Has Tatamagouche found the secret to eternal life?
ON THE MAP, it’s just another dot by the sea.
On the ground, it’s just another unremarkable one-street village.
At its core, it has heart and soul and character and vitality to spare.
Socially and economically, it works.
This ain’t no quaint fishing village either, and there is no fish plant—and there is no mill, no factory and no call centre. There’s no idyllic sandy beach, no provincial or federal park, no famous landmarks or iconic tourist traps—not even a lighthouse, no resorts (former Timmy’s mogul Ron Joyce’s ultra high-end golf destination Fox Harb’r, complete with its own jet-capable airstrip, is just down the road—but really, it’s mainly a self-contained operation.)
But this little place is vibrant and progressive in every way, and those privileged to live there are pretty damn proud of it all and pleased with themselves and generally enjoying an enviable quality of life.
It’s even attracting young couples.
And the population is actually growing!
Tatamagouche, on Nova Scotia’s North Shore, is beating all the odds and bucking all the trends. While the rest of us grind our teeth and bite our nails worrying about the demographic time bomb facing our rural communities all across this region, looming larger than global warming in the public consciousness, folks in Tatamagouche are just getting on with it.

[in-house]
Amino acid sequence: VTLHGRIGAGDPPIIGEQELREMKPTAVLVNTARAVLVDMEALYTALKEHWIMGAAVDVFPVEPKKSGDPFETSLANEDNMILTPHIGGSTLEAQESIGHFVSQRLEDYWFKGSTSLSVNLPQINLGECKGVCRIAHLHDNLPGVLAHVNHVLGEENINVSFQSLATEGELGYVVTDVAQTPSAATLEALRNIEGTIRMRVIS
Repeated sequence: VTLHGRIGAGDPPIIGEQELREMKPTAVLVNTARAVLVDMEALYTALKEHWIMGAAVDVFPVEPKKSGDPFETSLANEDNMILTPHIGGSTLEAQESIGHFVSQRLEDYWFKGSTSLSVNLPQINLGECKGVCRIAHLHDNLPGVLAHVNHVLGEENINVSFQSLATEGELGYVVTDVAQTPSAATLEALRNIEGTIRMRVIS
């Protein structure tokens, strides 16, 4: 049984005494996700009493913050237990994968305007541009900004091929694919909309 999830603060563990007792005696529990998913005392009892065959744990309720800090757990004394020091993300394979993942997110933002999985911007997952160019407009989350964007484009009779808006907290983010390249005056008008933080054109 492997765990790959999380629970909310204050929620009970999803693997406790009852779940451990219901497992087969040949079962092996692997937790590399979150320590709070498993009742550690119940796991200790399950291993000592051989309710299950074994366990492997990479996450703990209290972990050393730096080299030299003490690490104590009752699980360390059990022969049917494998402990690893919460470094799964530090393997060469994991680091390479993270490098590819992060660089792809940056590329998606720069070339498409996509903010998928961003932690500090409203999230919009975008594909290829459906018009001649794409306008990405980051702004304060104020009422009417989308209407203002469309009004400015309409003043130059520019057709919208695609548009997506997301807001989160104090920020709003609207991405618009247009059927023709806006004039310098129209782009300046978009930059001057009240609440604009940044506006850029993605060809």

The thoroughly diversified local micro-economy is largely the result of innovative local initiatives. This is no one-horse town living or dying on the strength of a corporate boardroom decision a continent away. There are no polluting industries here—no pulp mills foul the air; no mines have opened ugly scars on the landscape; no salmon farms contaminate the bay. (The coming battle over hydraulic shale fracturing, or fracking, has been postponed until after the next provincial election.)
So what is it? What’s the secret? Can other communities learn from it; emulate it?
Well, maybe you can figure it out.
We have a fairly extensive piece on Tatamagouche, written by Sandra Phinney, starting on page 36. She explores the community, interviews the movers and shakers, and tries to get a handle on just exactly why this place works so very well, when the vast majority of others are in disrepair in so many ways.
To be honest, the answer is not all that readily apparent—although the interesting mix of people who live there suggests that perhaps a few come-from-aways is not a bad thing.
But whatever it is, it would be in the interest of the whole region to analyze it, define it, and determine how to clone it.
~ Linda & Jim Gourlay